Ill And Conscience-Stricken
WHEN I came down to the ship I found it strangely removed. The forecastle, which lay
before buried in sand, was heaved up at least six feet, and the stern, which was broke in
pieces and parted from the rest by the force of the sea, soon after I had left rummaging
her, was tossed as it were up, and cast on one side; and the sand was thrown so high on
that side next her stern, that whereas there was a great place of water before, so that I
could not come within a quarter of a mile of the wreck without swimming I could now
walk quite up to her when the tide was out. I was surprised with this at first, but soon
concluded it must be done by the earthquake; and as by this violence the ship was more
broke open than formerly, so many things came daily on shore, which the sea had
loosened, and which the winds and water rolled by degrees to the land.
This wholly diverted my thoughts from the design of removing my habitation, and I
busied myself mightily, that day especially, in searching whether I could make any way
into the ship; but I found nothing was to be expected of that kind, for all the inside of the
ship was choked up with sand. However, as I had learned not to despair of anything, I
resolved to pull everything to pieces that I could of the ship, concluding that everything I
could get from her would be of some use or other to me.
MAY 3. - I began with my saw, and cut a piece of a beam through, which I thought held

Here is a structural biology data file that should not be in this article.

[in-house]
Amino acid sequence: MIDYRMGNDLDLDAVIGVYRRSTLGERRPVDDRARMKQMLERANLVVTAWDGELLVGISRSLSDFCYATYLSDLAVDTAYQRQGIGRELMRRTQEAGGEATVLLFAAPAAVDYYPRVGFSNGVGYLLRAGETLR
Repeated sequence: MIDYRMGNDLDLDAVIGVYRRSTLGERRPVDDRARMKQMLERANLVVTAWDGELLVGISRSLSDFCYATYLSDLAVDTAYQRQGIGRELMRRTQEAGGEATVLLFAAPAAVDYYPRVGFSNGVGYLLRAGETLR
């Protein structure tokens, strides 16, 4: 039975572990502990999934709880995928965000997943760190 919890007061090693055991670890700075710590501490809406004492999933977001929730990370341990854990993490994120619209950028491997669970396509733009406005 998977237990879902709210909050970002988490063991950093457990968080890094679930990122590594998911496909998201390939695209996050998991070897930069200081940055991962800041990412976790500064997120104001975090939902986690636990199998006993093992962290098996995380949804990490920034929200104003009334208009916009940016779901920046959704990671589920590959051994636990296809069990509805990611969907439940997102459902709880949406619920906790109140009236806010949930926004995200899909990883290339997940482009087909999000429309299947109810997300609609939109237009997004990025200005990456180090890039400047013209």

some of the upper part or quarter-deck together, and when I had cut it through, I cleared
away the sand as well as I could from the side which lay highest; but the tide coming in, I
was obliged to give over for that time.
MAY 4. - I went a-fishing, but caught not one fish that I durst eat of, till I was weary of
my sport; when, just going to leave off, I caught a young dolphin. I had made me a long
line of some rope- yarn, but I had no hooks; yet I frequently caught fish enough, as much
as I cared to eat; all which I dried in the sun, and ate them dry.
MAY 5. - Worked on the wreck; cut another beam asunder, and brought three great fir
planks off from the decks, which I tied together, and made to float on shore when the tide
of flood came on.
MAY 6. - Worked on the wreck; got several iron bolts out of her and other pieces of
ironwork. Worked very hard, and came home very much tired, and had thoughts of
giving it over.
MAY 7. - Went to the wreck again, not with an intent to work, but found the weight of
the wreck had broke itself down, the beams being cut; that several pieces of the ship
seemed to lie loose, and the inside of the hold lay so open that I could see into it; but it
was almost full of water and sand.